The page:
Actually, we went to two parties in the last two days: A rally in front of Sen. Claire McCaskill’s office in St. Louis on Friday afternoon and a fundraiser ladies’ brunch for the senator on Saturday morning. At one, people standing on the outside looking in chanted slogans through a bullhorn. And at the other, supporters rubbed elbows with the powerful, their voices rising to a loud murmer.
The two groups’ message was the same: Stand up to the people who are waging war on the working and middle classes.
On Friday, about 100 people stood on the sidewalk and traffic median outside Sen. McCaskill’s office in the 5400 block of Delmar Boulevard to urge her to hold the line on funding for Social Security, Medicare and Medicaid.
About half a dozen or more ralliers using wheelchairs filled the sidewalk in front of the office.Those folks as well as the ones able to stand reflected a wide diversity of ages, abilities, races and causes. They held signs calling for no cuts; they chanted such slogans as:
“Ho ho, hey hey — protect the people’s Medicaid”
“Hey hey, ho ho — bill the corporate CEOs”
“Tell me what democracy looks like” — “THIS is what democracy looks like”
And the most popular, a rhythmic rap, “The people (yeah)/Have got a story (yeah)/To tell the whole. wide. world/THIS IS PEOPLE TERR-I-TORY”
Speakers included an African American minister and an Episcopalian priest who noted that Republicans bent on destroying the middle class through budget cuts have said “nothing is sacred” in the budget. To that, the lady preachers noted that “Some things are sacred,” such as children, the disabled, the elderly, people who are hungry or homeless or in need of medical care. The Bible is clear, these women said, that God wants God’s people to share with those in need.
Meanwhile, a group of clergy and activists met inside the office with Sen. McCaskill and her staff. Rabbi Susan Talve came out to the crowd to report on the conversation. “She hears us,” Rabbi Talve said.
Like the clergywomen who began the rally, Talve also quoted scripture, referring to the people following Moses from Egypt to the Promised Land. When they reached the River Jordan, Talve said, Moses sent 12 spies across the river. Ten came back saying it would be impossible to overcome the people occupying the land. Two said, “we can do it!”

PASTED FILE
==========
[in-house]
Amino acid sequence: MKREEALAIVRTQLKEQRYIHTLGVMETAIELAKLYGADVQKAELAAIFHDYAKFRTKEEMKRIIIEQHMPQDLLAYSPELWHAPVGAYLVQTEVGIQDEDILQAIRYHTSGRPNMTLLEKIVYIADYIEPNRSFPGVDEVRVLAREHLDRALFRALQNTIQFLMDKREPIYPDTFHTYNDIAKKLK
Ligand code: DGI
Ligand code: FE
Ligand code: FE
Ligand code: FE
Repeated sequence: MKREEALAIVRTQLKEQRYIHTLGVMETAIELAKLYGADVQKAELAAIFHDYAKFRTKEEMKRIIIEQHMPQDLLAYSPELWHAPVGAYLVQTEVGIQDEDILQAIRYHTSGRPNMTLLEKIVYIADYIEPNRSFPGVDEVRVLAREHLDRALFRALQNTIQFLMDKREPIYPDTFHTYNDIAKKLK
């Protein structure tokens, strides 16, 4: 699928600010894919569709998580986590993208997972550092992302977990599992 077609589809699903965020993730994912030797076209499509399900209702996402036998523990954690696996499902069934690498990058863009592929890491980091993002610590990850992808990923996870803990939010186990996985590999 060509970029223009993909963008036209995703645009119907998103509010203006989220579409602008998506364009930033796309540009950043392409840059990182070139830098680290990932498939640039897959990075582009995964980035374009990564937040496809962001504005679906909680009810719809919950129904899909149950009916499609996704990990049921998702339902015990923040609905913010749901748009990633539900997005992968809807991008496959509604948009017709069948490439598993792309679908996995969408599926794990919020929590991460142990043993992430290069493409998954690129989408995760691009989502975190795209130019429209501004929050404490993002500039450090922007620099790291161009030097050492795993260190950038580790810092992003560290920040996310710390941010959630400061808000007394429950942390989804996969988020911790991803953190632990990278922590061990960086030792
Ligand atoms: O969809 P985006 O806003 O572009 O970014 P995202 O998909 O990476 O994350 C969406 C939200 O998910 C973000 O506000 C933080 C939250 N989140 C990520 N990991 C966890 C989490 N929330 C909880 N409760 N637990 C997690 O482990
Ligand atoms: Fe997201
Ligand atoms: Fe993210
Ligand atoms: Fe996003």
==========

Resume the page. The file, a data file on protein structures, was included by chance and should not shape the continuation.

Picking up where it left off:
“But two wasn’t enough,” Talve said. Moses and the people spent another 38 years wandering in the desert before enough people in the younger generation believed they could successfully enter the Promised Land.
The point is, Talve said, we need to increase the number of people who believe that Progressive policies can win elections. She urged the ralliers to spread the word: “Some things are sacred” and “We can win this.”
Ladies’ Brunch for Claire
When you walk into the Royale, a bar/restaurant on Kingshighway just south of Tower Grove Park, you can tell it’s a gathering spot for Democrats and Progressives by the photos over the bar: Joseph Pulitzer, Harriet Tubman, John F. Kennedy, Robert Kennedy and Mel Carnahan, among others. The owner is a stalwart supporter of Democrats said Sen. McCaskill in her brief remarks.
More than 100 women and a handful of men gathered at the restaurant for brunch on Saturday, thrown by The Women of St. Louis, which includes a list of female democratic office holders and former office holders. Guests paid $50, $100 or more to attend and to inject cash and encouragement into the senator’s campaign for reelection next year.
Sen. McCaskill arrived at 10:30 a.m., about half an hour after the event began, and worked the room and patio, listening to supporters. Several of them — including this blogger — took her to task for appearing too ready to compromise on important programs, and for allowing the Republicans to dominate the budget discussions with talk of cutting programs for the poor and middle class rather than raising revenue from the rich and ultra rich.
“The Republicans have done us a favor,” McCaskill said. Since last year when the Republicans took advantage of the troubled economy to gain majorities in several statehouses and in the U.S. House of Representatives, “They have taken things too far.”
Republicans took the vote of people who were unemployed and looking for ways to increase jobs, and (in the Missouri General Assembly) tried to abolish child labor laws, or (in the U.S. Congress) tried to defund Planned Parenthood, she said. “I don’t think the voters put them in office to gut Medicare.”
To those of us who want McCaskill to send a stronger Progressive message, McCaskill said compromise was necessary in politics. “No one is going to win by being pure” in ideology.
Democrats are developing a strategy and a message, she said. Expect to hear more about their efforts to end subsidies for oil companies and to raise income taxes on individuals’ “second million.”
“This election is going to be one of the nastiest campaigns in our lifetime,” she said. “You have two choices. You can throw up your hands and complain about the Democrats…. or you can double down and help me win this.”
The key to the election will be the votes of Independents, McCaskill said. But the key to the Independent vote will rest on the energy and commitment of Democrats. “All of us who are Democrats must stay united and quit complaining about each other. We need to realize that what is at stake is much bigger than any single issue.”
She looked around the room and acknowledged supporters who have been with her through many elections, especially the campaign to get to the Senate. “Do not ever think that just because I’ve done this before I can do it without you.
“I need you to put on your walking shoes,” the Senator exhorted. “Put those really high heels back in the closet and save them for the victory party.”
That line got the biggest cheer of the morning.